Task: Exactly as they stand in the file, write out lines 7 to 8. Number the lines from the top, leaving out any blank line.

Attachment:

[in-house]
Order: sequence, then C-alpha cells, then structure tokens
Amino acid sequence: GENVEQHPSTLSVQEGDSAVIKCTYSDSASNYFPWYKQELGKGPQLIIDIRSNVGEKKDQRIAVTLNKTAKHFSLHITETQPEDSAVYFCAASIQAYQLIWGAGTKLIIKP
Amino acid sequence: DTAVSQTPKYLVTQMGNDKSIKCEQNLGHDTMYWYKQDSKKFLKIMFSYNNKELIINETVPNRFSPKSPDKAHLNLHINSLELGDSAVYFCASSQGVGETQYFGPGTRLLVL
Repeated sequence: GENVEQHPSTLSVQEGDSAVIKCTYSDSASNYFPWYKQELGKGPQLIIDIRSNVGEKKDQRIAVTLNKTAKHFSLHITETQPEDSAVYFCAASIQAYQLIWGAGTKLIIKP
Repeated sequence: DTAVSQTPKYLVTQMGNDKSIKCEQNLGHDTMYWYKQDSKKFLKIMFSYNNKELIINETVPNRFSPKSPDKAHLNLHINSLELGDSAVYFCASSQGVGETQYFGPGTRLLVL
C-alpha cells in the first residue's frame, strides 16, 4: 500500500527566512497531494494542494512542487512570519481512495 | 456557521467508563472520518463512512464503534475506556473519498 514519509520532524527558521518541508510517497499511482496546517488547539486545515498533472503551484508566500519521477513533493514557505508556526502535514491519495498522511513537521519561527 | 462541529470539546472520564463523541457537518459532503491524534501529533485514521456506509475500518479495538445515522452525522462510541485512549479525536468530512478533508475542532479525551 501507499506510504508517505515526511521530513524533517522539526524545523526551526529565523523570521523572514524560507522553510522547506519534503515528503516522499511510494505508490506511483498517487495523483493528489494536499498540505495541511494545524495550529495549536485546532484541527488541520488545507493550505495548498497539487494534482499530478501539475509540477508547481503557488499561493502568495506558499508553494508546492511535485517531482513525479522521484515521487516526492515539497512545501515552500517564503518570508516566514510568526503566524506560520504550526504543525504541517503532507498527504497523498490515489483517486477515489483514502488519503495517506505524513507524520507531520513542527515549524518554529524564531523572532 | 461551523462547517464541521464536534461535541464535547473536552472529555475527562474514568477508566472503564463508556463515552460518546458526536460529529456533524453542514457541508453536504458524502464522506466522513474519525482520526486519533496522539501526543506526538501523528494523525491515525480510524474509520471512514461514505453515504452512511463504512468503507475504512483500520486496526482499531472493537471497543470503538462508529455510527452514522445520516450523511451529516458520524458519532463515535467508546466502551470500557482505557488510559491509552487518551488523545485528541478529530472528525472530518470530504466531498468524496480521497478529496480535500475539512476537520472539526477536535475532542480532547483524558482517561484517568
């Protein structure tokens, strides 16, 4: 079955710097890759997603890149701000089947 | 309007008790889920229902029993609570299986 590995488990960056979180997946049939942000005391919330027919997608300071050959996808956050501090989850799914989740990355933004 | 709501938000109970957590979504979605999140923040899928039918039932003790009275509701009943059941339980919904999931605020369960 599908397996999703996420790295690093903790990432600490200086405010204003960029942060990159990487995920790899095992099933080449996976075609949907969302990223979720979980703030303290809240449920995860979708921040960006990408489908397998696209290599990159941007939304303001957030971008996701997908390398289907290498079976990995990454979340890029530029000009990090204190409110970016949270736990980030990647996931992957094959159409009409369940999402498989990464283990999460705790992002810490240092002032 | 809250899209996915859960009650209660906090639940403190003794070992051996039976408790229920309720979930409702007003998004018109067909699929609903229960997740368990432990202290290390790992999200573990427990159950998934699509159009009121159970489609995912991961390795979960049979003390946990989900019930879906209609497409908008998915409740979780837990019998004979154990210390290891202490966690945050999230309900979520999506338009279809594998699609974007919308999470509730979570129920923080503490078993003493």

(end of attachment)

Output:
C-alpha cells in the first residue's frame, strides 16, 4: 500500500527566512497531494494542494512542487512570519481512495 | 456557521467508563472520518463512512464503534475506556473519498 514519509520532524527558521518541508510517497499511482496546517488547539486545515498533472503551484508566500519521477513533493514557505508556526502535514491519495498522511513537521519561527 | 462541529470539546472520564463523541457537518459532503491524534501529533485514521456506509475500518479495538445515522452525522462510541485512549479525536468530512478533508475542532479525551 501507499506510504508517505515526511521530513524533517522539526524545523526551526529565523523570521523572514524560507522553510522547506519534503515528503516522499511510494505508490506511483498517487495523483493528489494536499498540505495541511494545524495550529495549536485546532484541527488541520488545507493550505495548498497539487494534482499530478501539475509540477508547481503557488499561493502568495506558499508553494508546492511535485517531482513525479522521484515521487516526492515539497512545501515552500517564503518570508516566514510568526503566524506560520504550526504543525504541517503532507498527504497523498490515489483517486477515489483514502488519503495517506505524513507524520507531520513542527515549524518554529524564531523572532 | 461551523462547517464541521464536534461535541464535547473536552472529555475527562474514568477508566472503564463508556463515552460518546458526536460529529456533524453542514457541508453536504458524502464522506466522513474519525482520526486519533496522539501526543506526538501523528494523525491515525480510524474509520471512514461514505453515504452512511463504512468503507475504512483500520486496526482499531472493537471497543470503538462508529455510527452514522445520516450523511451529516458520524458519532463515535467508546466502551470500557482505557488510559491509552487518551488523545485528541478529530472528525472530518470530504466531498468524496480521497478529496480535500475539512476537520472539526477536535475532542480532547483524558482517561484517568
């Protein structure tokens, strides 16, 4: 079955710097890759997603890149701000089947 | 309007008790889920229902029993609570299986 590995488990960056979180997946049939942000005391919330027919997608300071050959996808956050501090989850799914989740990355933004 | 709501938000109970957590979504979605999140923040899928039918039932003790009275509701009943059941339980919904999931605020369960 599908397996999703996420790295690093903790990432600490200086405010204003960029942060990159990487995920790899095992099933080449996976075609949907969302990223979720979980703030303290809240449920995860979708921040960006990408489908397998696209290599990159941007939304303001957030971008996701997908390398289907290498079976990995990454979340890029530029000009990090204190409110970016949270736990980030990647996931992957094959159409009409369940999402498989990464283990999460705790992002810490240092002032 | 809250899209996915859960009650209660906090639940403190003794070992051996039976408790229920309720979930409702007003998004018109067909699929609903229960997740368990432990202290290390790992999200573990427990159950998934699509159009009121159970489609995912991961390795979960049979003390946990989900019930879906209609497409908008998915409740979780837990019998004979154990210390290891202490966690945050999230309900979520999506338009279809594998699609974007919308999470509730979570129920923080503490078993003493």